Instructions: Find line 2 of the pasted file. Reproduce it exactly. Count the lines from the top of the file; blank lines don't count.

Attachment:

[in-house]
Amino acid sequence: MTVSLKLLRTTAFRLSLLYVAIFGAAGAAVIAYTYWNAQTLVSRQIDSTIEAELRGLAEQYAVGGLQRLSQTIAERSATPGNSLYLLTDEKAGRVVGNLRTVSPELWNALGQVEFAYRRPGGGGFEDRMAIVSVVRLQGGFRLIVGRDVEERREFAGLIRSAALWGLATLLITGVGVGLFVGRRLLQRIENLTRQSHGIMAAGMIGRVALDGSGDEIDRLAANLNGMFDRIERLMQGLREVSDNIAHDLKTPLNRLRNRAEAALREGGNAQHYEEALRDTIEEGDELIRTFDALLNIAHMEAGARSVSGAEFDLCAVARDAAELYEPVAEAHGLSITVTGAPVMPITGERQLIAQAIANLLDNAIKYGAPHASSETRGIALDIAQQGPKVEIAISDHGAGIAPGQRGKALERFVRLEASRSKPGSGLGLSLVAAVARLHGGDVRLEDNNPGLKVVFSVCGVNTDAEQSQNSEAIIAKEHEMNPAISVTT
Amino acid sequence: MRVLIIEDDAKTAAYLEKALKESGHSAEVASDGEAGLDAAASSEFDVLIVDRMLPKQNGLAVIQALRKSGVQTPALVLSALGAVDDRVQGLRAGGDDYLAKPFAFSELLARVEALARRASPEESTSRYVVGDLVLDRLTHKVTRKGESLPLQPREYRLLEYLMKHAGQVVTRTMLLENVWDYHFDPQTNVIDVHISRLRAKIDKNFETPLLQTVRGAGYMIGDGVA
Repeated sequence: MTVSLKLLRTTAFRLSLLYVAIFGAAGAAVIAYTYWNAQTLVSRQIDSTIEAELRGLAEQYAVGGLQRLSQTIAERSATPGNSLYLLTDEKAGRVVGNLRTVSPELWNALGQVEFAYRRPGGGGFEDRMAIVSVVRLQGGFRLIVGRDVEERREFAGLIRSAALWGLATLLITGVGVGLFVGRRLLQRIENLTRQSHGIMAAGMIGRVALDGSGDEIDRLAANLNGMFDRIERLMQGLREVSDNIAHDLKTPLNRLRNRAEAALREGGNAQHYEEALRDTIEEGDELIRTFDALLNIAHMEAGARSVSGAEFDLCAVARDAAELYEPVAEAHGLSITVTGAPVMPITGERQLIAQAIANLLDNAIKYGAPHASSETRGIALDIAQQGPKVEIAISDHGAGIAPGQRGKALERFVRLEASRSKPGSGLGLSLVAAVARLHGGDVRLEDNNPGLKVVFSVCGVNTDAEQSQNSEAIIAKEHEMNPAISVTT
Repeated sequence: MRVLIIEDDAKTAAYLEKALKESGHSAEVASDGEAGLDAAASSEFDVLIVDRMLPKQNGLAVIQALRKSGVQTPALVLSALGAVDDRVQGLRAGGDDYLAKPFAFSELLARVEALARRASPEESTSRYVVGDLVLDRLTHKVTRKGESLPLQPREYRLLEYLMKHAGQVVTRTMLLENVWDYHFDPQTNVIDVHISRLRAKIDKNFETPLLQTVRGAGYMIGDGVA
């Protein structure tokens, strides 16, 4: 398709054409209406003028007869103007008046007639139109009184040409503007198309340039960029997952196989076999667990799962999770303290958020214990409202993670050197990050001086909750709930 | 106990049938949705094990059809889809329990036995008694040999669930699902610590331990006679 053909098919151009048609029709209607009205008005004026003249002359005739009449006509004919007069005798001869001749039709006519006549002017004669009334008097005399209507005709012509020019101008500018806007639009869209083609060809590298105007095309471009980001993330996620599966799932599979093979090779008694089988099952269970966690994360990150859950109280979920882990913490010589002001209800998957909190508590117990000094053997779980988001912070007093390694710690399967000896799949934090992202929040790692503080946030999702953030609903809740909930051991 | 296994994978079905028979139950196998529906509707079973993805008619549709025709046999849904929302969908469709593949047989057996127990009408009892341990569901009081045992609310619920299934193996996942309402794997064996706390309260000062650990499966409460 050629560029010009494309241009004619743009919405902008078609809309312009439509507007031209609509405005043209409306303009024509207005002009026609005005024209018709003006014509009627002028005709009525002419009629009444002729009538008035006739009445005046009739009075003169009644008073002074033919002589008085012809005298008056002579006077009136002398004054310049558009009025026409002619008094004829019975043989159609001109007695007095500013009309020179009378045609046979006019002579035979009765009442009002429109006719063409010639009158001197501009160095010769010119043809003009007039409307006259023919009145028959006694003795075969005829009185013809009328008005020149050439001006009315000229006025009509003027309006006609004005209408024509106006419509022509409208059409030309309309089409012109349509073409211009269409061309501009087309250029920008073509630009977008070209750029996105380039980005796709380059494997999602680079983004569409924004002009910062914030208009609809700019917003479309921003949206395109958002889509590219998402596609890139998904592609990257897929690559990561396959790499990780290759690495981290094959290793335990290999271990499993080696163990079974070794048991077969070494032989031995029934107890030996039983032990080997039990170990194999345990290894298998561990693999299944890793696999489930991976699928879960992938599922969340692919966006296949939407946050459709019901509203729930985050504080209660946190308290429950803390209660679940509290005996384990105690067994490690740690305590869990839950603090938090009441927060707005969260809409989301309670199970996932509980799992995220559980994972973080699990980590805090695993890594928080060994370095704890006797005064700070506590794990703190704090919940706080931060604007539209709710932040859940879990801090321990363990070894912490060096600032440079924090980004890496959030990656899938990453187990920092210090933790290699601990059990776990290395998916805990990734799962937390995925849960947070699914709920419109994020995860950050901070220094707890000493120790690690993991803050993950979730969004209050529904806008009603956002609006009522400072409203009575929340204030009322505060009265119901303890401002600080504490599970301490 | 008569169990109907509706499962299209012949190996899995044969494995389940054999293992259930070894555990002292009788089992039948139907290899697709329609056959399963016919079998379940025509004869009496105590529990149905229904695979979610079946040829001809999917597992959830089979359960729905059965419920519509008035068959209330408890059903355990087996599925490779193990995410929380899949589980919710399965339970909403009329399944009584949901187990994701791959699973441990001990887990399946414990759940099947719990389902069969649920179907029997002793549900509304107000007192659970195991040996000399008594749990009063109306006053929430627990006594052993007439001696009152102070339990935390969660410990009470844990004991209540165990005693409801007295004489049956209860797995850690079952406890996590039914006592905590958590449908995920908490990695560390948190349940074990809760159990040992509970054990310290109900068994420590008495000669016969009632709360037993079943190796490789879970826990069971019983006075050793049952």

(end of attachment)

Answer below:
Amino acid sequence: MTVSLKLLRTTAFRLSLLYVAIFGAAGAAVIAYTYWNAQTLVSRQIDSTIEAELRGLAEQYAVGGLQRLSQTIAERSATPGNSLYLLTDEKAGRVVGNLRTVSPELWNALGQVEFAYRRPGGGGFEDRMAIVSVVRLQGGFRLIVGRDVEERREFAGLIRSAALWGLATLLITGVGVGLFVGRRLLQRIENLTRQSHGIMAAGMIGRVALDGSGDEIDRLAANLNGMFDRIERLMQGLREVSDNIAHDLKTPLNRLRNRAEAALREGGNAQHYEEALRDTIEEGDELIRTFDALLNIAHMEAGARSVSGAEFDLCAVARDAAELYEPVAEAHGLSITVTGAPVMPITGERQLIAQAIANLLDNAIKYGAPHASSETRGIALDIAQQGPKVEIAISDHGAGIAPGQRGKALERFVRLEASRSKPGSGLGLSLVAAVARLHGGDVRLEDNNPGLKVVFSVCGVNTDAEQSQNSEAIIAKEHEMNPAISVTT